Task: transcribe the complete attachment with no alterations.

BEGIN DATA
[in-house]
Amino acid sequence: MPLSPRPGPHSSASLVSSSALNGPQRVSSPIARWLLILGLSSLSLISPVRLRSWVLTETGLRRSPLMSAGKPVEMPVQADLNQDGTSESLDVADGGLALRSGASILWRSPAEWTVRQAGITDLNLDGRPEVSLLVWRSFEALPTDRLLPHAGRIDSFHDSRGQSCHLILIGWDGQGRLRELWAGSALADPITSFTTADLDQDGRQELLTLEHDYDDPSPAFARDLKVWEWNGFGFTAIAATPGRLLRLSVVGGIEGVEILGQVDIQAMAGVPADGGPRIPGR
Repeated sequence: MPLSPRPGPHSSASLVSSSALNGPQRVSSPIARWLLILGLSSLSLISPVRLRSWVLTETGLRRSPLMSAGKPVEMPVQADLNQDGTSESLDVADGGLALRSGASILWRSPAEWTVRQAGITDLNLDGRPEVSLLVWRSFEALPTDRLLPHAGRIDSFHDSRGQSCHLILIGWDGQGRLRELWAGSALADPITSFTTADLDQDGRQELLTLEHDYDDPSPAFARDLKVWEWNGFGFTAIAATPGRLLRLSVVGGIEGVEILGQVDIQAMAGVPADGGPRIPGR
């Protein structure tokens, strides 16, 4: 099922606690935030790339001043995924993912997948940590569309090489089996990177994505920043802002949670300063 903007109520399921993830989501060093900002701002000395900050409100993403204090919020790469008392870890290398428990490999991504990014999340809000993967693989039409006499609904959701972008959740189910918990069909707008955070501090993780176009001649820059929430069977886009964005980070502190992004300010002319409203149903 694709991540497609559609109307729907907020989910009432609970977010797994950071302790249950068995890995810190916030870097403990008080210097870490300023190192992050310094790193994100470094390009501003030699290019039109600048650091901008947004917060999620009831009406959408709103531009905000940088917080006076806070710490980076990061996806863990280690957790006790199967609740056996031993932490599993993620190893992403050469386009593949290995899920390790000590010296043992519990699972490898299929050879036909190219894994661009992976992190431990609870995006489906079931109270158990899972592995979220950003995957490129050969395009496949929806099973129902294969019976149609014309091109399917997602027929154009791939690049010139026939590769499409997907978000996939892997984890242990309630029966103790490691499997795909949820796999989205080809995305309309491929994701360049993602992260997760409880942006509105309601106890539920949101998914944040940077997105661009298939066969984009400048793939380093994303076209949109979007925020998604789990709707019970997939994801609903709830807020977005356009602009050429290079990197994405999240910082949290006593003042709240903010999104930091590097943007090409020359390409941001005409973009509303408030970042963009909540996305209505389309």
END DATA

[in-house]
Amino acid sequence: MPLSPRPGPHSSASLVSSSALNGPQRVSSPIARWLLILGLSSLSLISPVRLRSWVLTETGLRRSPLMSAGKPVEMPVQADLNQDGTSESLDVADGGLALRSGASILWRSPAEWTVRQAGITDLNLDGRPEVSLLVWRSFEALPTDRLLPHAGRIDSFHDSRGQSCHLILIGWDGQGRLRELWAGSALADPITSFTTADLDQDGRQELLTLEHDYDDPSPAFARDLKVWEWNGFGFTAIAATPGRLLRLSVVGGIEGVEILGQVDIQAMAGVPADGGPRIPGR
Repeated sequence: MPLSPRPGPHSSASLVSSSALNGPQRVSSPIARWLLILGLSSLSLISPVRLRSWVLTETGLRRSPLMSAGKPVEMPVQADLNQDGTSESLDVADGGLALRSGASILWRSPAEWTVRQAGITDLNLDGRPEVSLLVWRSFEALPTDRLLPHAGRIDSFHDSRGQSCHLILIGWDGQGRLRELWAGSALADPITSFTTADLDQDGRQELLTLEHDYDDPSPAFARDLKVWEWNGFGFTAIAATPGRLLRLSVVGGIEGVEILGQVDIQAMAGVPADGGPRIPGR
């Protein structure tokens, strides 16, 4: 099922606690935030790339001043995924993912997948940590569309090489089996990177994505920043802002949670300063 903007109520399921993830989501060093900002701002000395900050409100993403204090919020790469008392870890290398428990490999991504990014999340809000993967693989039409006499609904959701972008959740189910918990069909707008955070501090993780176009001649820059929430069977886009964005980070502190992004300010002319409203149903 694709991540497609559609109307729907907020989910009432609970977010797994950071302790249950068995890995810190916030870097403990008080210097870490300023190192992050310094790193994100470094390009501003030699290019039109600048650091901008947004917060999620009831009406959408709103531009905000940088917080006076806070710490980076990061996806863990280690957790006790199967609740056996031993932490599993993620190893992403050469386009593949290995899920390790000590010296043992519990699972490898299929050879036909190219894994661009992976992190431990609870995006489906079931109270158990899972592995979220950003995957490129050969395009496949929806099973129902294969019976149609014309091109399917997602027929154009791939690049010139026939590769499409997907978000996939892997984890242990309630029966103790490691499997795909949820796999989205080809995305309309491929994701360049993602992260997760409880942006509105309601106890539920949101998914944040940077997105661009298939066969984009400048793939380093994303076209949109979007925020998604789990709707019970997939994801609903709830807020977005356009602009050429290079990197994405999240910082949290006593003042709240903010999104930091590097943007090409020359390409941001005409973009509303408030970042963009909540996305209505389309």